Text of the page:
TO KILL A MAN and HISTORY OF FEAR to New Directors

The Museum of Modern Art and the Film Society of Lincoln Center have just announced the complete lineup for their 43rd annual New Directors/New Films Festival. The 2014 lineup includes the New York premiere of the Chilean film To Kill a Man / Matar a un hombre (pictured below right) by Alejandro Fernández Almendras, and the North American premiere of the Argentinean film History of Film / Historia del miedo by Benjamín Naishtat (pictured left).

New Directors/New Films will also feature three Latin American short films: The Island /La isla by Dominga Sotomayor and Katarzyna Klimkiewicz from Chile, Landscape / Paisaje by Matias Umpierrez from Argentina, and The Reaper / La Parka by Gabriel Serra from Mexico.

Bullying is a phenomenon that doesn’t just take place in the schoolyard. In Fernández Almendras’s raw, unnerving psychological thriller, bullies and their victims live side by side in a working-class neighborhood. Passive Jorge tries to ignore the cruel taunting of some local thugs who would be considered juvenile delinquents if they weren’t full-grown adults. But when the worst of the bunch steals Jorge’s insulin syringe, and his son winds up in the hospital with a gunshot wound after attempting to get it back, Jorge and his wife seek redress legally—to no avail. The family is humiliated again and again, and when his teenage daughter is sexually threatened, Jorge, pushed over the edge, decides to take matters into his own hands.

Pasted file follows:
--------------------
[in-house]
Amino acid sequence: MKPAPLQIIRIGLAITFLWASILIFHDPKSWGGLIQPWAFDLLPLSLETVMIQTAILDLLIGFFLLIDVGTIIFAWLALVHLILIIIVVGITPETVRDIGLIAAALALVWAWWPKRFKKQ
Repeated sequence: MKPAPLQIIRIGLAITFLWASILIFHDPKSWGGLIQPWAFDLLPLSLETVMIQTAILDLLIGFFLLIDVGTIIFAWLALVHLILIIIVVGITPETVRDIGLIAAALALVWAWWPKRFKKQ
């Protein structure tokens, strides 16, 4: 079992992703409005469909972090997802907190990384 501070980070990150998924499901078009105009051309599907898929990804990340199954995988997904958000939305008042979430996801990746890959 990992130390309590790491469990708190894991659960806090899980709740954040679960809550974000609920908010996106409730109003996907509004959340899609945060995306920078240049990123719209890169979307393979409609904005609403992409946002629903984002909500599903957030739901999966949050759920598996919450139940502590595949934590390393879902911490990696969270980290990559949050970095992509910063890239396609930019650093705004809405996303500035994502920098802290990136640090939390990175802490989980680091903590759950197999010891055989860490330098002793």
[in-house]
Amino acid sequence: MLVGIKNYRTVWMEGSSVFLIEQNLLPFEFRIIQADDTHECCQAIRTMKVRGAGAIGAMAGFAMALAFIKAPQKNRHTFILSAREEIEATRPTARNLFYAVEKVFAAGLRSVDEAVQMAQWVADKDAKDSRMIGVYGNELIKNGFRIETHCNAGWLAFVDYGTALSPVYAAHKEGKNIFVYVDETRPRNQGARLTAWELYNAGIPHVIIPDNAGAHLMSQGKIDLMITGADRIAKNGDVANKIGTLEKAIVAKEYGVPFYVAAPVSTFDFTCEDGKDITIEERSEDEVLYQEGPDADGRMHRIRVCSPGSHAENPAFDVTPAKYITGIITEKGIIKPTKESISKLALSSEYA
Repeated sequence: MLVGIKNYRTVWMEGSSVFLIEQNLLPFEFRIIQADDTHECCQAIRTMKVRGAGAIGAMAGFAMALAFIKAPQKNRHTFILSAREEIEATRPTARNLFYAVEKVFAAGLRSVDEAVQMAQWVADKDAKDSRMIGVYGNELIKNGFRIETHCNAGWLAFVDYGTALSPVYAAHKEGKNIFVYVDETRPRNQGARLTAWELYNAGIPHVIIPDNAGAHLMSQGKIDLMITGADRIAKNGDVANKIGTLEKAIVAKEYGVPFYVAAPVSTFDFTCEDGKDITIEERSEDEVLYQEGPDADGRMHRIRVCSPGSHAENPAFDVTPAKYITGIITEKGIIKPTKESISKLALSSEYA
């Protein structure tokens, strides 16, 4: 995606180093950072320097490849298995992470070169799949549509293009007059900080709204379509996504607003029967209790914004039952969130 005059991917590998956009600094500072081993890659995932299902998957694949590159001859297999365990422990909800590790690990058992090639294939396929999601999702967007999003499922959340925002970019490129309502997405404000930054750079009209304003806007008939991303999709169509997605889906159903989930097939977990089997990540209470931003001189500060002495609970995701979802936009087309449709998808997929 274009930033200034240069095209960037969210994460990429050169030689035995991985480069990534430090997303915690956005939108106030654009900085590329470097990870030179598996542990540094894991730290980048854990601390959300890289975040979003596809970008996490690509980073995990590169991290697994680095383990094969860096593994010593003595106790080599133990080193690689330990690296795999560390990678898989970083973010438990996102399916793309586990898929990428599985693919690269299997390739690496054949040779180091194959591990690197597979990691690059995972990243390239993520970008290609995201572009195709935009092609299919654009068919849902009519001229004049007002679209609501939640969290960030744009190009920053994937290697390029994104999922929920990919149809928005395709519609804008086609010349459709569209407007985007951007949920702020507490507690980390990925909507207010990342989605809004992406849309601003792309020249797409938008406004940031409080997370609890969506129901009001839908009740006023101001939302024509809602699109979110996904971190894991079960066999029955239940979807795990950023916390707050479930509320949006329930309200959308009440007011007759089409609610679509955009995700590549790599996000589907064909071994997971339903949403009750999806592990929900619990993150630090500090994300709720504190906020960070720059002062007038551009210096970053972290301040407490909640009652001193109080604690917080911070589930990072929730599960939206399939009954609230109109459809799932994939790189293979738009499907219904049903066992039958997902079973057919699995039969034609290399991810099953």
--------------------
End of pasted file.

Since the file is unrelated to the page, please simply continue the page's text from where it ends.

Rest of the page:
How strong does a fence need to be, or how loud must an alarm blare, or how brightly should an open field be lit for us to feel safe? The impossibility of a definitive answer to these kinds of questions lies at the heart of Benjamín Naishtat’s unsettling feature debut. Set in an economically destabilized Argentina, the film weaves stories of characters from multiple social strata into an interlocking narrative of paranoia and fear. The isolation of wealth and detachment from neighbors causes insecurities to fester, feeding a “security consumption” culture and all its incumbent paraphernalia. As we begin to recognize and sympathize with the situations depicted, the most troubling realization of all arrives: we are doing it to ourselves.

The 43rd edition of New Directors/New Films, an annual rite of early spring in New York City, bringing exciting discoveries from around the world to adventurous moviegoers, will run March 19 – 30 screening 27 international feature films and 13 short films.